Italy teacher fired for peeing in a bush 11 years ago

Stefano Rho lost a fixed teaching contract at a state school in Bergamo, Lombardy. The reason? He was once caught peeing in a bush.

Italy teacher fired for peeing in a bush 11 years ago
An Italian teacher was dismissed for failing to declare a criminal record he had after being charged for weeing in a bush 11 years ago. Photo: Juan Carlos Mejía/Flickr

A delighted Rho had won the permanent teaching role in November, after – like so many other aspiring teachers in  Italy – spending 14 years working as a supply teacher in local schools.

But soon after starting, he was called into the headteacher's office. His concerned new boss told him that the Ministry of Education had sent back his forms because he had falsely ticked the box entitled “I do not have a criminal record.”

It was then that Rho remembered an ill-fated, late-night wee in a bush more than a decade ago.

The criminal act happened on the evening of the Ferragosto public holiday in August 2005, when Rho and two friends had gone to the Lombardy town of Averara (population: 183) to see a comedian perform in the main square.

After watching the show and drinking a couple of beers, the trio were heading back to their cars around 2am, when Rho and a friend decided they needed to relieve themselves.

The streets of the tiny town were quiet and dark, so the pair decided to empty their bladders in a nearby bush. Unfortunately, no sooner had they started than a group of police officers walked by and reprimanded the youngsters.

“They saw us, asked for our ID and gave us a good-natured telling off. They said we were too illuminated by a nearby street light,” Rho told Corriere Della Sera.

A year later they were hauled in front of a magistrate and slapped with a €200 fine for public indecency.

“We didn't appeal it or get a lawyer or anything, it seemed something small that was over and gone,” Rho added.

But eleven years later the unfortunate episode came back to haunt him.

After he explained his misdemeanor, the school's headteacher, though angry, told Rho he had no intention of dismissing the newly appointed teacher.

But Italy's Court of Audit saw things differently.

They reminded the school that, even though the crime itself was not severe enough to warrant disciplinary action, failing to declare a criminal record is a sackable offence.

School authorities dismissed the experienced teacher and father of three on January 11th.

To add insult to injury they stripped him of all the experience points he had earned as a supply teacher: a fact which will make it very difficult for him to find another permanent position.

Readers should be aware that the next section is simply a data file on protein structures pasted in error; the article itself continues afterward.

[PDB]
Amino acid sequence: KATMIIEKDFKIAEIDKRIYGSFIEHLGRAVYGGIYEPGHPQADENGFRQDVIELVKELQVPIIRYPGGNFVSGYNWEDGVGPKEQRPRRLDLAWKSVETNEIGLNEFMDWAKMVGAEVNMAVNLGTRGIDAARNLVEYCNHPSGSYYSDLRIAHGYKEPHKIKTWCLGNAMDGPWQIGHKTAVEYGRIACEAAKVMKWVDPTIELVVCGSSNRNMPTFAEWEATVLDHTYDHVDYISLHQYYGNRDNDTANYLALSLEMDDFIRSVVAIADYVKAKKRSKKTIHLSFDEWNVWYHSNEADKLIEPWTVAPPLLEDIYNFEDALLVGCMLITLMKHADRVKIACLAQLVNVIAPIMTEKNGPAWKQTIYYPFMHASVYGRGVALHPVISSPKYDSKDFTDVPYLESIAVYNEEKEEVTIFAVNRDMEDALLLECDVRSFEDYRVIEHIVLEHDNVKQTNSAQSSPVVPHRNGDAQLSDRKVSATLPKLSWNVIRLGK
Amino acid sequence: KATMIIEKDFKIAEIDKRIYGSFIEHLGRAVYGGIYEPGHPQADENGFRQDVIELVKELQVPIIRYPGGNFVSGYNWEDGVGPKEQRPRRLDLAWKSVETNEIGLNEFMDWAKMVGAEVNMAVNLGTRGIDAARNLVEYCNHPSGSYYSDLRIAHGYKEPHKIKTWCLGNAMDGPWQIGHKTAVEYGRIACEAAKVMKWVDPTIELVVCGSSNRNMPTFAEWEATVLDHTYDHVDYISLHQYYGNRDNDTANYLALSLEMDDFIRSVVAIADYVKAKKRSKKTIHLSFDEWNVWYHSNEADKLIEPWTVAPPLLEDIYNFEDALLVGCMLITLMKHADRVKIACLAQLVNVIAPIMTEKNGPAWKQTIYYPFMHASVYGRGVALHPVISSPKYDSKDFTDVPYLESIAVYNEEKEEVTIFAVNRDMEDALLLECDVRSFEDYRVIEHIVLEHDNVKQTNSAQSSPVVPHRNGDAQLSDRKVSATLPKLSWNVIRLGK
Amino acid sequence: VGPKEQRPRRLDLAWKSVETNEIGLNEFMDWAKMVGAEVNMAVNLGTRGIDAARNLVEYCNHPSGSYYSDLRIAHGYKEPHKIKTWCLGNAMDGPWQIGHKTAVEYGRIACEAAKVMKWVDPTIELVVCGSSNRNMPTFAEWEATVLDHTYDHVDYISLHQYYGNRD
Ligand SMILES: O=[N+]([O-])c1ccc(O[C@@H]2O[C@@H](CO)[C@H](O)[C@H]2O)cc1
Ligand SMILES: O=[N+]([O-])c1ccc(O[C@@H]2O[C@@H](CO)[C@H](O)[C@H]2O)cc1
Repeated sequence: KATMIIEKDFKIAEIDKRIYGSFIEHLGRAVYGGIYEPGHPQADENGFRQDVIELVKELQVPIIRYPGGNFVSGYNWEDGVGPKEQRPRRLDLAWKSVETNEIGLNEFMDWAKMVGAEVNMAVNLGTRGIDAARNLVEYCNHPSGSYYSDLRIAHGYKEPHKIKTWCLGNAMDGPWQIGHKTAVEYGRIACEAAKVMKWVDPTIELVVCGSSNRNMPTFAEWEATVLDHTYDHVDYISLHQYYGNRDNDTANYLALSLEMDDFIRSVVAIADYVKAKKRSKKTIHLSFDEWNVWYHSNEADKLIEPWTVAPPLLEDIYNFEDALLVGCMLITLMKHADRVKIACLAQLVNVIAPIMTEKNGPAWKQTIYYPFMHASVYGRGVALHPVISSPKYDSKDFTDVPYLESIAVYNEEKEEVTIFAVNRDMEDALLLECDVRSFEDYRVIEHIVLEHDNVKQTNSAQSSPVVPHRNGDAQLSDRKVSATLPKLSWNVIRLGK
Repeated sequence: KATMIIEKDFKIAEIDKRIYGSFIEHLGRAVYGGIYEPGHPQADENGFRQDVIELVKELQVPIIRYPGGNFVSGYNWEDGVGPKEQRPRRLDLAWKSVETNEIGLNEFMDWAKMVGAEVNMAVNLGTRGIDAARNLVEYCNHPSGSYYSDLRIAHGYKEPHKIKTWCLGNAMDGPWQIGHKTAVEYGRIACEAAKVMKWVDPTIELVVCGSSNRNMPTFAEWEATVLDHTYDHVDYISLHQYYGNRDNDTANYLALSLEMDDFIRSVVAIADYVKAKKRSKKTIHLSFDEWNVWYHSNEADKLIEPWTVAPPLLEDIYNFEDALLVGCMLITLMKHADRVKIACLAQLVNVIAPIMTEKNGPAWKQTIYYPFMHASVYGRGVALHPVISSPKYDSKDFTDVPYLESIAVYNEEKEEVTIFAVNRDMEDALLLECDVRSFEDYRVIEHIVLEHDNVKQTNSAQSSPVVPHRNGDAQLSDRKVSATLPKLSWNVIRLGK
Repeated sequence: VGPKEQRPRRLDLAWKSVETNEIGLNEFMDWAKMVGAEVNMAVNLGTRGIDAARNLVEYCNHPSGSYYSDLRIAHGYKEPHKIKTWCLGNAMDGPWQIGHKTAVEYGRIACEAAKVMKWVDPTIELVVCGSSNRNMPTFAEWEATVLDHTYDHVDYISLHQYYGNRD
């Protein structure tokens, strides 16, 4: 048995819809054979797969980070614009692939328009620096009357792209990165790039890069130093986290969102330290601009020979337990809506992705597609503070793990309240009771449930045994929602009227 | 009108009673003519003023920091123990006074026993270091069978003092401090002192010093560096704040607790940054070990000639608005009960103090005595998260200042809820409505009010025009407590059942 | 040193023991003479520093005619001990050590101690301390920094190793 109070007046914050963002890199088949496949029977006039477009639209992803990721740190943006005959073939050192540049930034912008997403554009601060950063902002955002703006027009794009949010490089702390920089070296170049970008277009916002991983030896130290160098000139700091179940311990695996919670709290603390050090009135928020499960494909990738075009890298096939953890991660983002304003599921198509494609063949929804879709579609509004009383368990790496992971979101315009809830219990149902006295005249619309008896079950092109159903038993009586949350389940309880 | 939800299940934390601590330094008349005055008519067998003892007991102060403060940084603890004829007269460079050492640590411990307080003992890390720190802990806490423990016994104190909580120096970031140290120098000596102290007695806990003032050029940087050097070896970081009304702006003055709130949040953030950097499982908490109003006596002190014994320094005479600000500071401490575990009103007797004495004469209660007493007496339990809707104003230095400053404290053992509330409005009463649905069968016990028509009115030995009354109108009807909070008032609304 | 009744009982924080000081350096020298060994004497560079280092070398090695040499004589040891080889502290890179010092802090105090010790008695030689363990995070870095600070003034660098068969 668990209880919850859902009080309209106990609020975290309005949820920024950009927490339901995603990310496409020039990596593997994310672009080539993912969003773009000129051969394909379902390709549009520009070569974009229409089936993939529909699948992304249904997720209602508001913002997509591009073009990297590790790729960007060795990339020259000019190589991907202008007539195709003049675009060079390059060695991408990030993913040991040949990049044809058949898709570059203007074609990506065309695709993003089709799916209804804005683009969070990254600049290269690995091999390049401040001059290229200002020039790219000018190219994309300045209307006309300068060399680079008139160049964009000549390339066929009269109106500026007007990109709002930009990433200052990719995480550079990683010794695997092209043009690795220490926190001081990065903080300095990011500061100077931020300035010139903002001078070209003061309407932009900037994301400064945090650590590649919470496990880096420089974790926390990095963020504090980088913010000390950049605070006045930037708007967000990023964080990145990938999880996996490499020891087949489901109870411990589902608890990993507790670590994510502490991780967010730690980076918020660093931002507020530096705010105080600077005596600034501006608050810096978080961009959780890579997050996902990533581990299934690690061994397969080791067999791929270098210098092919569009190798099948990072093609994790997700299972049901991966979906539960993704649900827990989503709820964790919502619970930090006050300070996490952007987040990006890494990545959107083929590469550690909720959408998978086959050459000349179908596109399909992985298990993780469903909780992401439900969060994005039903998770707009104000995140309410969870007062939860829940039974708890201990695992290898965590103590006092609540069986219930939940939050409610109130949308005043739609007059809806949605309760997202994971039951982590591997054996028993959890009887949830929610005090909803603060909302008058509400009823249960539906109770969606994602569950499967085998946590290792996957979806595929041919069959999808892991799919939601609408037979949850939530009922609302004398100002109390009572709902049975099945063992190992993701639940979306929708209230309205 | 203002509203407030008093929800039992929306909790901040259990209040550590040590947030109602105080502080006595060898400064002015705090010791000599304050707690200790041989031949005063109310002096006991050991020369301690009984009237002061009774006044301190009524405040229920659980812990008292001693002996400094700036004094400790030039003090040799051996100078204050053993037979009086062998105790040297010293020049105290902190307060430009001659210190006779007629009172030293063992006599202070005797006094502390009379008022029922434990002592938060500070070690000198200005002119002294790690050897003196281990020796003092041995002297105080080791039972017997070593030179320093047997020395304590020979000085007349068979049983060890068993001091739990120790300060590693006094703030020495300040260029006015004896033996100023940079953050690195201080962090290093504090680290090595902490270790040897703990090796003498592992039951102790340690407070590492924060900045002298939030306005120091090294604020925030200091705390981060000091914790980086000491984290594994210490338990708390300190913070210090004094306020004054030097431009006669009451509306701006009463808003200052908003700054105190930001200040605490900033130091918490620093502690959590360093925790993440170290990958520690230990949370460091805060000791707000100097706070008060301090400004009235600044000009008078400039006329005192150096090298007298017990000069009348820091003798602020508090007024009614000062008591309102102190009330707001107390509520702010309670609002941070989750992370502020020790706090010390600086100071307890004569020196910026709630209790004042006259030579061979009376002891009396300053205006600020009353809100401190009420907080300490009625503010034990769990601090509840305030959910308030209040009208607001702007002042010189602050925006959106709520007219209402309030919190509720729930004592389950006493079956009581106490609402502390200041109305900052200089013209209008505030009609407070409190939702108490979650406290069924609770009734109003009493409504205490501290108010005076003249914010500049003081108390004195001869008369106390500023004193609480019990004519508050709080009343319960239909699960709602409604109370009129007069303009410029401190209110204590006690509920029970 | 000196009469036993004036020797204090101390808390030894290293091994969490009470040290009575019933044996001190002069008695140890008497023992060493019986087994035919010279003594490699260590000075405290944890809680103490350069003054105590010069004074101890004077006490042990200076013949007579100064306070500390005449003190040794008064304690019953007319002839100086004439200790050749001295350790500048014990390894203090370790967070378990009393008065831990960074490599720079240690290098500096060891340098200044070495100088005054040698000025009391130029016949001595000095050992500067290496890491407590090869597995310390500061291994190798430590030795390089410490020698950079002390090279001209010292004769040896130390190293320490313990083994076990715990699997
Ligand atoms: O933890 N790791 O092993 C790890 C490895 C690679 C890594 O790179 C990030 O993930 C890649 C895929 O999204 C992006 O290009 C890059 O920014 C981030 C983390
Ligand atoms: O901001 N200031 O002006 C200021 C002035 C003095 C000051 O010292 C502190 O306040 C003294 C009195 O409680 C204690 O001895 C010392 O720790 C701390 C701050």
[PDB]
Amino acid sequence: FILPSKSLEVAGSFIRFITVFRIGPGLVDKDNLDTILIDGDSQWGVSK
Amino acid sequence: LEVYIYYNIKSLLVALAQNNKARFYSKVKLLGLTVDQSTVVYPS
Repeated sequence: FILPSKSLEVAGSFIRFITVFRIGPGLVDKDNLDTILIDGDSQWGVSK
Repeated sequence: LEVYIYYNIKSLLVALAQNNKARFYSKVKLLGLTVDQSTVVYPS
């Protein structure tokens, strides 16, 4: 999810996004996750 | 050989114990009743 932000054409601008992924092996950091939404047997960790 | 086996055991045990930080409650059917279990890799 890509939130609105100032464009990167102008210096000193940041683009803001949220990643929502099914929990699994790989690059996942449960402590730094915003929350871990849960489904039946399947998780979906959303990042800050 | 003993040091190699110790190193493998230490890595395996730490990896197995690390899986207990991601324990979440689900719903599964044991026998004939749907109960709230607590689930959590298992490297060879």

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‘It’s their loss’: Italian universities left off UK special study visa list

The UK is missing out by barring highly skilled Italian graduates from accessing a new work visa, Italy's universities minister said on Wednesday.

'It's their loss': Italian universities left off UK special study visa list

Universities and Research Minister Cristina Messa said she was disappointed by the UK’s decision not to allow any graduates of Italian universities access to its ‘High Potential Individual’ work permit.

“They’re losing a big slice of good graduates, who would provide as many high skills…it’s their loss,” Messa said in an interview with news agency Ansa, adding that Italy would petition the UK government to alter its list to include Italian institutions.

Ranked: Italy’s best universities and how they compare worldwide

“It’s a system that Britain obviously as a sovereign state can choose to implement, but we as a government can ask (them) to revise the university rankings,” she said.

The High Potential Individual visa, which launches on May 30th, is designed to bring highly skilled workers from the world’s top universities to the UK in order to compensate for its Brexit-induced labour shortage.

Successful applicants do not require a job offer to be allowed into the country but can apply for one after arriving, meaning potential employers won’t have to pay sponsorship fees.

Students sit on the steps of Roma Tre University in Rome.

Students sit on the steps of Roma Tre University in Rome. Photo by TIZIANA FABI / AFP.

The visa is valid for two years for those with bachelor’s and master’s degrees and three years for PhD holders, with the possibility of moving into “other long-term employment routes” that will allow the individual to remain in the country long-term.

READ ALSO: Eight things you should know if you’re planning to study in Italy

Italy isn’t the only European country to have been snubbed by the list, which features a total of 37 global universities for the 2021 graduation year (the scheme is open to students who have graduated in the past five years, with a different list for each graduation year since 2016).

The Swiss Federal Institute of Technology, EPFL Switzerland, Paris Sciences et Lettres, the University of Munich, and Sweden’s Karolinska Institute are the sole European inclusions in the document, which mainly privileges US universities.

Produced by the UK’s Education Ministry, the list is reportedly based on three global rankings: Times Higher Education World University Rankings, the Quacquarelli Symonds World University Rankings, and The Academic Ranking of World Universities.

Messa said she will request that the UK consider using ‘more up-to-date indicators’, without specifying which alternative system she had in mind.